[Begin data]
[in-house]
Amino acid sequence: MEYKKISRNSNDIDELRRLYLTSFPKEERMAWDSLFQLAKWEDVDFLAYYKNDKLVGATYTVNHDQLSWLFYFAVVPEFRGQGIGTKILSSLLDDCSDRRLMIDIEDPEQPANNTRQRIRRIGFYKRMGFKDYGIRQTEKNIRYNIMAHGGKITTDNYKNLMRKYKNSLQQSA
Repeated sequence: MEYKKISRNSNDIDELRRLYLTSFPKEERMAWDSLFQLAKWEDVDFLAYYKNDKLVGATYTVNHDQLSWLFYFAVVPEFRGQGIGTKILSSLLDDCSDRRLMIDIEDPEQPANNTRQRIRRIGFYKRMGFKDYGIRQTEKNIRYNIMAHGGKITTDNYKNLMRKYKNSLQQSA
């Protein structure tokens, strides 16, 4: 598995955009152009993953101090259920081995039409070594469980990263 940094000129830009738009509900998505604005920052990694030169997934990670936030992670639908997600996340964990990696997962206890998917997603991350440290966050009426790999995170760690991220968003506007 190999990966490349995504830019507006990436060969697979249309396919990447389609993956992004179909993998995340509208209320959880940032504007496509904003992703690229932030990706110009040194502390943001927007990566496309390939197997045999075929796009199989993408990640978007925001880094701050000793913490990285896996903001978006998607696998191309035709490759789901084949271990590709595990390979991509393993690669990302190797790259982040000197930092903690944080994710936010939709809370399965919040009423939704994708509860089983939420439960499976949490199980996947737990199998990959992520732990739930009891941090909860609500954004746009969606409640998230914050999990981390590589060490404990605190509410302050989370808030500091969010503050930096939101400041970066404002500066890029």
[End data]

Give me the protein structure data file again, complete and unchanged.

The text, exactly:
[in-house]
Amino acid sequence: MEYKKISRNSNDIDELRRLYLTSFPKEERMAWDSLFQLAKWEDVDFLAYYKNDKLVGATYTVNHDQLSWLFYFAVVPEFRGQGIGTKILSSLLDDCSDRRLMIDIEDPEQPANNTRQRIRRIGFYKRMGFKDYGIRQTEKNIRYNIMAHGGKITTDNYKNLMRKYKNSLQQSA
Repeated sequence: MEYKKISRNSNDIDELRRLYLTSFPKEERMAWDSLFQLAKWEDVDFLAYYKNDKLVGATYTVNHDQLSWLFYFAVVPEFRGQGIGTKILSSLLDDCSDRRLMIDIEDPEQPANNTRQRIRRIGFYKRMGFKDYGIRQTEKNIRYNIMAHGGKITTDNYKNLMRKYKNSLQQSA
């Protein structure tokens, strides 16, 4: 598995955009152009993953101090259920081995039409070594469980990263 940094000129830009738009509900998505604005920052990694030169997934990670936030992670639908997600996340964990990696997962206890998917997603991350440290966050009426790999995170760690991220968003506007 190999990966490349995504830019507006990436060969697979249309396919990447389609993956992004179909993998995340509208209320959880940032504007496509904003992703690229932030990706110009040194502390943001927007990566496309390939197997045999075929796009199989993408990640978007925001880094701050000793913490990285896996903001978006998607696998191309035709490759789901084949271990590709595990390979991509393993690669990302190797790259982040000197930092903690944080994710936010939709809370399965919040009423939704994708509860089983939420439960499976949490199980996947737990199998990959992520732990739930009891941090909860609500954004746009969606409640998230914050999990981390590589060490404990605190509410302050989370808030500091969010503050930096939101400041970066404002500066890029």